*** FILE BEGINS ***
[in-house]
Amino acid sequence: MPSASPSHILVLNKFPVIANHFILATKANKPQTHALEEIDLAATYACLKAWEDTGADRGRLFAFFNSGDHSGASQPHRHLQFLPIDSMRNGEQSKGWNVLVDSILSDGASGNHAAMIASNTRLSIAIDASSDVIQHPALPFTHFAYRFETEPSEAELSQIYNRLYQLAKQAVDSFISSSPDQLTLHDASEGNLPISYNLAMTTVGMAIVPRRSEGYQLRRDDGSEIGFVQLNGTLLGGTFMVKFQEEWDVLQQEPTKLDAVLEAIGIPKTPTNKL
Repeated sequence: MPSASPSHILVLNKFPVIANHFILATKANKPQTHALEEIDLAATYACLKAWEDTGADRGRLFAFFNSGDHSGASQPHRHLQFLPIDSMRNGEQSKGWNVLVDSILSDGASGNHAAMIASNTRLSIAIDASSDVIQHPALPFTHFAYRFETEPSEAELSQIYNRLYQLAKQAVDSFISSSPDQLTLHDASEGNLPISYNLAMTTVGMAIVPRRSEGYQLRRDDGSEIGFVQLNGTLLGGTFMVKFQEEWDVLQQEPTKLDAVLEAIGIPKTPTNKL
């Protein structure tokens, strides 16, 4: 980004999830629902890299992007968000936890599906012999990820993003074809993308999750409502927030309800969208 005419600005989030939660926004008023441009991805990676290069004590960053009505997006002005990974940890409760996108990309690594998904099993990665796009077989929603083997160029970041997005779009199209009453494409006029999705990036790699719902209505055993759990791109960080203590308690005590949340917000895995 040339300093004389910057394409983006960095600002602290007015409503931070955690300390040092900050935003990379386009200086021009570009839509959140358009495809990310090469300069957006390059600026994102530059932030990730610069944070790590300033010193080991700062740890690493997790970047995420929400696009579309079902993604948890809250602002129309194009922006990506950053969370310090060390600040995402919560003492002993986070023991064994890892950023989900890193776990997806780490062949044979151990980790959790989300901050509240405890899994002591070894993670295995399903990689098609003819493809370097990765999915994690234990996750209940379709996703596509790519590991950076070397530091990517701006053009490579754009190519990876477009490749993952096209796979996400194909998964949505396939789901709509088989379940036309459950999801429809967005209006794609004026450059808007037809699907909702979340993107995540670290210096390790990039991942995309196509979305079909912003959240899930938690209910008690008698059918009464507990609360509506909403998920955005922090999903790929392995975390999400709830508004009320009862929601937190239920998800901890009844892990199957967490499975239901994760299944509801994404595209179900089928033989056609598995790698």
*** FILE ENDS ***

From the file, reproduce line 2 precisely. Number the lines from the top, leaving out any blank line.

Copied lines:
Amino acid sequence: MPSASPSHILVLNKFPVIANHFILATKANKPQTHALEEIDLAATYACLKAWEDTGADRGRLFAFFNSGDHSGASQPHRHLQFLPIDSMRNGEQSKGWNVLVDSILSDGASGNHAAMIASNTRLSIAIDASSDVIQHPALPFTHFAYRFETEPSEAELSQIYNRLYQLAKQAVDSFISSSPDQLTLHDASEGNLPISYNLAMTTVGMAIVPRRSEGYQLRRDDGSEIGFVQLNGTLLGGTFMVKFQEEWDVLQQEPTKLDAVLEAIGIPKTPTNKL